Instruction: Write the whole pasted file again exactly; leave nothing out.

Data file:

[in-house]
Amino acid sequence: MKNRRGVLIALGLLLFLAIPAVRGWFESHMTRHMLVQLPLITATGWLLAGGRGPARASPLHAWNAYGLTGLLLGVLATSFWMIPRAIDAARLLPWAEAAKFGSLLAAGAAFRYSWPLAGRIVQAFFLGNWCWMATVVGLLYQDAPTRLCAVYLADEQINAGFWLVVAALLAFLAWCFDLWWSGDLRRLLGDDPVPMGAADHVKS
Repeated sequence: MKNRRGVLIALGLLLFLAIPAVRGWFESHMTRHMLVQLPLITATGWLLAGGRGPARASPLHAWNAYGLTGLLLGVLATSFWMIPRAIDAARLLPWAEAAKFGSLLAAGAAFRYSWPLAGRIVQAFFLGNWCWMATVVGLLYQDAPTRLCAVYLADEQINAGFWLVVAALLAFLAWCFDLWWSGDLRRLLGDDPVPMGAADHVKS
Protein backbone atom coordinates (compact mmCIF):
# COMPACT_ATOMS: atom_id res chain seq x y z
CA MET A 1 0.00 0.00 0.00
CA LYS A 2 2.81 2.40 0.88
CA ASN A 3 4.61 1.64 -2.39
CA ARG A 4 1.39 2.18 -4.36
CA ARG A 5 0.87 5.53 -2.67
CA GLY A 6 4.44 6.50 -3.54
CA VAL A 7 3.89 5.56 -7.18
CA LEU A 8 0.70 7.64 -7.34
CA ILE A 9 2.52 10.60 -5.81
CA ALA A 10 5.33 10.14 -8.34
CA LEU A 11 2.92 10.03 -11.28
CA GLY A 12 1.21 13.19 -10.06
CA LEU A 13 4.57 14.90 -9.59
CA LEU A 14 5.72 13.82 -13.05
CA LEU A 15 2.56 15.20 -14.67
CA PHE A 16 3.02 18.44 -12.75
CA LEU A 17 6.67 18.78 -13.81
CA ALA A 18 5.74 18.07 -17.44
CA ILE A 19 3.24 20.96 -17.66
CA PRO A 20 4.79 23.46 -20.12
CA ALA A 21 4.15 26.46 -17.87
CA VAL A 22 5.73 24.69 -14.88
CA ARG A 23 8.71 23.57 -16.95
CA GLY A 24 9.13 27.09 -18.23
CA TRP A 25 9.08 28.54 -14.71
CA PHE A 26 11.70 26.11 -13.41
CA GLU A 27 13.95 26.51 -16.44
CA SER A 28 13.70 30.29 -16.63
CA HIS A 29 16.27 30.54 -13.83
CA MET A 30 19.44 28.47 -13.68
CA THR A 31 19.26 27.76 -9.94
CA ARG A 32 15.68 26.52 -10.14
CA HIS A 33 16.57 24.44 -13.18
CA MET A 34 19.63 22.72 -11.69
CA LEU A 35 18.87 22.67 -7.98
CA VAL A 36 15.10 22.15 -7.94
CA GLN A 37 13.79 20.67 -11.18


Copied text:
[in-house]
Amino acid sequence: MKNRRGVLIALGLLLFLAIPAVRGWFESHMTRHMLVQLPLITATGWLLAGGRGPARASPLHAWNAYGLTGLLLGVLATSFWMIPRAIDAARLLPWAEAAKFGSLLAAGAAFRYSWPLAGRIVQAFFLGNWCWMATVVGLLYQDAPTRLCAVYLADEQINAGFWLVVAALLAFLAWCFDLWWSGDLRRLLGDDPVPMGAADHVKS
Repeated sequence: MKNRRGVLIALGLLLFLAIPAVRGWFESHMTRHMLVQLPLITATGWLLAGGRGPARASPLHAWNAYGLTGLLLGVLATSFWMIPRAIDAARLLPWAEAAKFGSLLAAGAAFRYSWPLAGRIVQAFFLGNWCWMATVVGLLYQDAPTRLCAVYLADEQINAGFWLVVAALLAFLAWCFDLWWSGDLRRLLGDDPVPMGAADHVKS
Protein backbone atom coordinates (compact mmCIF):
# COMPACT_ATOMS: atom_id res chain seq x y z
CA MET A 1 0.00 0.00 0.00
CA LYS A 2 2.81 2.40 0.88
CA ASN A 3 4.61 1.64 -2.39
CA ARG A 4 1.39 2.18 -4.36
CA ARG A 5 0.87 5.53 -2.67
CA GLY A 6 4.44 6.50 -3.54
CA VAL A 7 3.89 5.56 -7.18
CA LEU A 8 0.70 7.64 -7.34
CA ILE A 9 2.52 10.60 -5.81
CA ALA A 10 5.33 10.14 -8.34
CA LEU A 11 2.92 10.03 -11.28
CA GLY A 12 1.21 13.19 -10.06
CA LEU A 13 4.57 14.90 -9.59
CA LEU A 14 5.72 13.82 -13.05
CA LEU A 15 2.56 15.20 -14.67
CA PHE A 16 3.02 18.44 -12.75
CA LEU A 17 6.67 18.78 -13.81
CA ALA A 18 5.74 18.07 -17.44
CA ILE A 19 3.24 20.96 -17.66
CA PRO A 20 4.79 23.46 -20.12
CA ALA A 21 4.15 26.46 -17.87
CA VAL A 22 5.73 24.69 -14.88
CA ARG A 23 8.71 23.57 -16.95
CA GLY A 24 9.13 27.09 -18.23
CA TRP A 25 9.08 28.54 -14.71
CA PHE A 26 11.70 26.11 -13.41
CA GLU A 27 13.95 26.51 -16.44
CA SER A 28 13.70 30.29 -16.63
CA HIS A 29 16.27 30.54 -13.83
CA MET A 30 19.44 28.47 -13.68
CA THR A 31 19.26 27.76 -9.94
CA ARG A 32 15.68 26.52 -10.14
CA HIS A 33 16.57 24.44 -13.18
CA MET A 34 19.63 22.72 -11.69
CA LEU A 35 18.87 22.67 -7.98
CA VAL A 36 15.10 22.15 -7.94
CA GLN A 37 13.79 20.67 -11.18